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The Top 5 Alternatives to PayPal for Nonprofit Organizations

Tatiana Morand  01 April 2020  0 comments
 

alternatives to paypal for nonprofits

 

Michael opened up his laptop after hours and headed straight for Google. He knew he had to find an online payment provider that could bring his small animal services nonprofit into the 21st century, but the options seemed endless.


Of course he had heard of PayPal, but he wasn’t sure if it was the right fit. Before making a decision, he wanted to understand what else was on the market. Michael typed “alternatives to PayPal for nonprofits” into the search bar, and started reading through the results.


For anyone working in the nonprofit space — or for anyone who sends or receives online payments, for that matter — PayPal has become a bit of a household name. 


It’s straightforward, it’s convenient, and for the most part, it gets the job done.


But does that mean it’s the best option for your organization with your unique situation and needs? After all, there are a lot of things to consider when selecting your online payment service provider.


Or maybe you’re not even accepting online payments for your nonprofit at all right now. If that’s the case, you could be missing out on a major number of donations.


But if you’re reading this article, you likely already know that you need to select the perfect online payment provider for your nonprofit.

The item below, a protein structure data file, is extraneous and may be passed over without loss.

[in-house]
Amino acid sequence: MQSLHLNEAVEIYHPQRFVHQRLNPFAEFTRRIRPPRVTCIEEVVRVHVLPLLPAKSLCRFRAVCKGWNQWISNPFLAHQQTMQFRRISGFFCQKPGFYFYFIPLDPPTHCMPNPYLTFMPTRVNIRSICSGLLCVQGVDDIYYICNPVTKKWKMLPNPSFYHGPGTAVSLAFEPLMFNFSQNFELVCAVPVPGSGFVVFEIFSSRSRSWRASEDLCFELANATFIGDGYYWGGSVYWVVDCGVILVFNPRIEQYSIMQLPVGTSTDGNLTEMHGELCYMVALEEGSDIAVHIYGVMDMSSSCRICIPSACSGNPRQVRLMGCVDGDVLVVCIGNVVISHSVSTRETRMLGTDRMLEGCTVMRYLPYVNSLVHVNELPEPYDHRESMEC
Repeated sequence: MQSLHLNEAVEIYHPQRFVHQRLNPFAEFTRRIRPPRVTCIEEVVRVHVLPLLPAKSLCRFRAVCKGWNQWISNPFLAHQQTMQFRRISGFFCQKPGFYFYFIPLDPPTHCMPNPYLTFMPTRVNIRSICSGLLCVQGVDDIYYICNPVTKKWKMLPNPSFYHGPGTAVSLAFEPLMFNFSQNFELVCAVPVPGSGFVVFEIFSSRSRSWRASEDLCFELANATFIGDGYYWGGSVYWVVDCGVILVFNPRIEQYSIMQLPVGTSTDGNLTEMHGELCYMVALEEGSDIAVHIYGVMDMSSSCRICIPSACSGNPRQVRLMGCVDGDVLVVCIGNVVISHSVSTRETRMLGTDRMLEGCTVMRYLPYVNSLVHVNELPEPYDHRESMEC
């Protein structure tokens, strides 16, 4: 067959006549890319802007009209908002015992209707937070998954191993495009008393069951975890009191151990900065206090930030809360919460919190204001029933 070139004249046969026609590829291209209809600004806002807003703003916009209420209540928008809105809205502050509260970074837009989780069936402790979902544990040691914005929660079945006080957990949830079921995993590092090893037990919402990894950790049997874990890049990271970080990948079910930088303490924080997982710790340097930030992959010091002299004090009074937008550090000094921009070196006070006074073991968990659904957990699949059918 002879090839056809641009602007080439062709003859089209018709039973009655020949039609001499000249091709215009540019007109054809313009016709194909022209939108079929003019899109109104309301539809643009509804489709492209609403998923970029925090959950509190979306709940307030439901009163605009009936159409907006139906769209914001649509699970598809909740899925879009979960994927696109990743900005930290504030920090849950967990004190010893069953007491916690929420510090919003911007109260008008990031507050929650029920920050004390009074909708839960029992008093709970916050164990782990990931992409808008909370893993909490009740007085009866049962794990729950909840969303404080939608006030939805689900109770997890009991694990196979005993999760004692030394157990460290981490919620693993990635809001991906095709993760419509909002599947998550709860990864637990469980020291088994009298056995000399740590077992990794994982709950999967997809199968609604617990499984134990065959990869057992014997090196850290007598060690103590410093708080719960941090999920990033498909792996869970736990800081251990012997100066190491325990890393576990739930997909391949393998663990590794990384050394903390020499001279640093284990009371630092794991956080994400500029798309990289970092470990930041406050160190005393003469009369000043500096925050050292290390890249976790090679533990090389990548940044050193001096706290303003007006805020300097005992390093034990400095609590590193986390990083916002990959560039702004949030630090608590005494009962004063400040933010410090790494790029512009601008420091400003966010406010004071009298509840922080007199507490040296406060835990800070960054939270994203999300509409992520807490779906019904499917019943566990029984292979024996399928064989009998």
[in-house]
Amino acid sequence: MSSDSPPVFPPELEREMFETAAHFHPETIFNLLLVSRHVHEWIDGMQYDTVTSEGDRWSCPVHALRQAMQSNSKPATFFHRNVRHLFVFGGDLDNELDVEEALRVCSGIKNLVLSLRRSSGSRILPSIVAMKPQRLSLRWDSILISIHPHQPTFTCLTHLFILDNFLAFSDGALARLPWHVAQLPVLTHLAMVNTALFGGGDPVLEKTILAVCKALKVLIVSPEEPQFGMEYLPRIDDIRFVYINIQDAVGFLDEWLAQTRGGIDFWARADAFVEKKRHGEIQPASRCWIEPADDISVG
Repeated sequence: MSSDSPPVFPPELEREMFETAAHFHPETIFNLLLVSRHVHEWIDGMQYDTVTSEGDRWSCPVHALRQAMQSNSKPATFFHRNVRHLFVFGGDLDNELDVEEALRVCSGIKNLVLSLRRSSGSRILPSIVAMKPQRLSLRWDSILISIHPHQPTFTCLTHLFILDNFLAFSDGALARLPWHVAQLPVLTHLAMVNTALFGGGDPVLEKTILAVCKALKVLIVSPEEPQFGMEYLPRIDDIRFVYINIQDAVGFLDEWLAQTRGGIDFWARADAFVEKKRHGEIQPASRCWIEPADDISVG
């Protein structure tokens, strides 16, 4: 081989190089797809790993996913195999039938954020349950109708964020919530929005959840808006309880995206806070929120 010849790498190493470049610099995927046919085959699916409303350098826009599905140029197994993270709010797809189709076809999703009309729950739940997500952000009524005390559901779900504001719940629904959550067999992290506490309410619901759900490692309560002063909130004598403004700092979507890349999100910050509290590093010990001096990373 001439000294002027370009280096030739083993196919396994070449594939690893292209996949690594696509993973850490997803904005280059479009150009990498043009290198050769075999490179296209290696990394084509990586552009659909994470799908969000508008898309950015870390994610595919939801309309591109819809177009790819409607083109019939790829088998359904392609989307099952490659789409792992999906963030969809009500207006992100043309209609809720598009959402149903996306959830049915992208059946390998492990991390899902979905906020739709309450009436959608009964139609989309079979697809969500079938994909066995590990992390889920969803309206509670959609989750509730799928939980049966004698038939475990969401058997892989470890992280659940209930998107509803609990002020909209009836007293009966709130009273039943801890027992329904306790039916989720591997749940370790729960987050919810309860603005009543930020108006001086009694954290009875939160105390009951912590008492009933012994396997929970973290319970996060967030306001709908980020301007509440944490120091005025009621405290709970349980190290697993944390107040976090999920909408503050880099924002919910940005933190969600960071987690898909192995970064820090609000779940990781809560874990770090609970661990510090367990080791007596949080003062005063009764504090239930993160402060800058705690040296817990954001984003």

Luckily, you’ve come to the right place. I’ll be covering:


Read on to find out more about both PayPal and alternatives to PayPal for nonprofits.


Looking for membership management software that comes with an integrated payments processing system? Find out why Wild Apricot is used by over thousands of nonprofit organizations. Start a free 30-day trial now.

Overview of PayPal for Nonprofits

PayPal is a well-known, easy-to-use digital payment platform built for business, charitable, and personal use. 


With its quick set-up process and the ability to send and receive multiple currencies all around the world, it’s a popular choice for organizations looking for a donation payment gateway and payment processor all rolled into one (for more information on payment terminology, check out our complete guide to understanding online payment services).


And as a comprehensive payment service provider, PayPal has something to offer organizations of any size, from donate buttons to checkout pages to pro payments. 

 

 

PayPal Checkout

But the one question we get asked from organizations over and over again…


“Payment providers can get really expensive. Is PayPal free for nonprofits?”


The short answer: no.


BUT if you can verify your organization’s charitable status — in the United States, for example, this means proving that you’re a 501(c)3 nonprofit organization — you’ll be able to take advantage of their special charitable rates.


This means paying 2.2% + $0.30 per transaction instead of the 2.9% + $0.30 per transaction that a regular business would pay in the U.S.

3 Pros and Cons of Using PayPal as a Donation Platform

However, like anything, PayPal has its pros and cons. I’ve outlined three of the biggest for you below.

Pros of PayPal for Nonprofits

1. It’s the Popular Kid in School

PayPal is one of the most widely-used payment processors on the market, so there’s a good chance your donors have already used it or even have their own accounts.